It builds on Silicon Valley's obsession with odd desks. Walk into Google's office for instance, and you'll see everything from standing desks to treadmills, and even desks adorned exercise bikes (we kid you not - and it looks every bit as stupid as it sounds).

No desk, it appears, is too weird or wonderful. However, these people also being very smart engineers, a lot of thought has gone into the designs, leading us to believe they may have a point (if not any dignity as they pedal away) with the idea that working in different positions can make you more productive.

The Stir desk takes things one step further by converting to a standing or sitting desk at the tap of a touchscreen. 

Recent research has found that switching between sitting and standing can generate an extra fifty minutes of productivity each day. At least that's what Stir CEO and founder JP Labrosse told Stuff when we tried out the desk. Labrosse, by the way, was in the team that created the original iPod at Apple. 

The Kinetic desk is not cheap at £2,500, but has a built-in touchscreen to control and track movement, and can tell users exactly how many calories they burn by standing for part of their working day.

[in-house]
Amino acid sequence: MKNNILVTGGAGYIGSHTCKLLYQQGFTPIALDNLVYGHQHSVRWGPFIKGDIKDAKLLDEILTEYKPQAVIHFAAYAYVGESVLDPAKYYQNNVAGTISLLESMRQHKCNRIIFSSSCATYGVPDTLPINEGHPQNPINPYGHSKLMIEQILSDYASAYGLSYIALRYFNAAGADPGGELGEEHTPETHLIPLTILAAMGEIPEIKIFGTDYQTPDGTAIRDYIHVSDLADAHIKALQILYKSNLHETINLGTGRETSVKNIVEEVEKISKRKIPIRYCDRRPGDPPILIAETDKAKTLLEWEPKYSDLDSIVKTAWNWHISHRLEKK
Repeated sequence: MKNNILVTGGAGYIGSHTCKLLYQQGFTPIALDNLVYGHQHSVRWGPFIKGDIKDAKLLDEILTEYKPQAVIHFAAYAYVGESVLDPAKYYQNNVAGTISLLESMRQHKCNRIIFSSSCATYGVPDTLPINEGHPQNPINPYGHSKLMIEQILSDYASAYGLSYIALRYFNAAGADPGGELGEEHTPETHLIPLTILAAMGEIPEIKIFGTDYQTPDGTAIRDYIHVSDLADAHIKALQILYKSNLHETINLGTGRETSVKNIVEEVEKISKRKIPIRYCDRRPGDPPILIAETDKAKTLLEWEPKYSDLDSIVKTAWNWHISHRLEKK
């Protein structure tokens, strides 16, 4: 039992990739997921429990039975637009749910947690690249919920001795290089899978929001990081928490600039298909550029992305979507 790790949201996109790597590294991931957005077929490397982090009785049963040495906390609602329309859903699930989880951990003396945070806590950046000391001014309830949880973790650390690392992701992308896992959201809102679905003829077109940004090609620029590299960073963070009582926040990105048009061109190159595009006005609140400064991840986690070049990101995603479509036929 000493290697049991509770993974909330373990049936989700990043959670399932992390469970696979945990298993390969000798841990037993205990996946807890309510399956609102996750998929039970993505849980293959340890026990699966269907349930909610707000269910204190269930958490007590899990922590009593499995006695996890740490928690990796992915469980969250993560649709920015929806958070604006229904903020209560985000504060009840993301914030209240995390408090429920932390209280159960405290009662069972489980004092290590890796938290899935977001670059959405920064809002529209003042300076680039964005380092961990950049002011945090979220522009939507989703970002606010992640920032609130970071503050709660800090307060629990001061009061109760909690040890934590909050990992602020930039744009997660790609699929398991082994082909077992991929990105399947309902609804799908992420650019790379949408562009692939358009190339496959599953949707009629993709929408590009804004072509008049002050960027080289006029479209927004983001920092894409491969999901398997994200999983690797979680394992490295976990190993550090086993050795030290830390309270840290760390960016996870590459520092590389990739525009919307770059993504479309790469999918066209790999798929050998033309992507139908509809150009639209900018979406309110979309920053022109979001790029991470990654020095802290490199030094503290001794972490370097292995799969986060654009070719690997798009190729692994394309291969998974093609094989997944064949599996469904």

It also has compartments containing power points and USB ports for charging phones, to keep cables hidden.

To move between sitting and standing positions, owners simply double-tap on the screen.

The desk can learn user’s preferences over time and suggest the best seating position, and can be set to 'breathe' - moving up and down gently to alert users that it's time to take a break or change position. It's a weird sensation, but does manage to get you moving about and taking more regular breaks, even if it slightly terrifying the first time your entire desk moves.

"Harvard Business Review called sitting ‘the smoking of our generation'," said Labrosse, and many here agree with him.

However, there are also other advantages to the Stir desk - for instance, we rather liked the idea of a desk that raises itself to become a bar at the end of the day, and Labrosse promised to investigate this as a product for European offices (although we probably won't hold our collective breath). [Stirworks]

If This Then That

IFTTT (If This Then That) is a brilliant indicator of just how technology can change pretty much anything.

It's a simple programming language that lets users create 'recipes', based on cloud services, with over 80 in the IFTTT library today.

For instance, you can set it to automatically email you every time a friend checks into FourSquare.

The possibilities are almost limitless, and in San Franciscans are even using it to automate their homes.

We met Tom Coates, Brit turned SF native who has used IFFFT to create a tweeting house.

Everything from his plants to his fridge can tweet using IFTTT recipes. For instance, Coates is tweeted by his house if the temperature reaches a certain level, advising him he might not need a coat, or even when someone turns on a light at an odd time of the day. 

IFTTT is the nerd app of choice at the moment, and it's well worth a play. While it can do wacky tricks like flashing your lightbulbs when you get an email, it's also great for helping you run your online life - for instance, making sure your photos are synced with the right services. [IFTTT]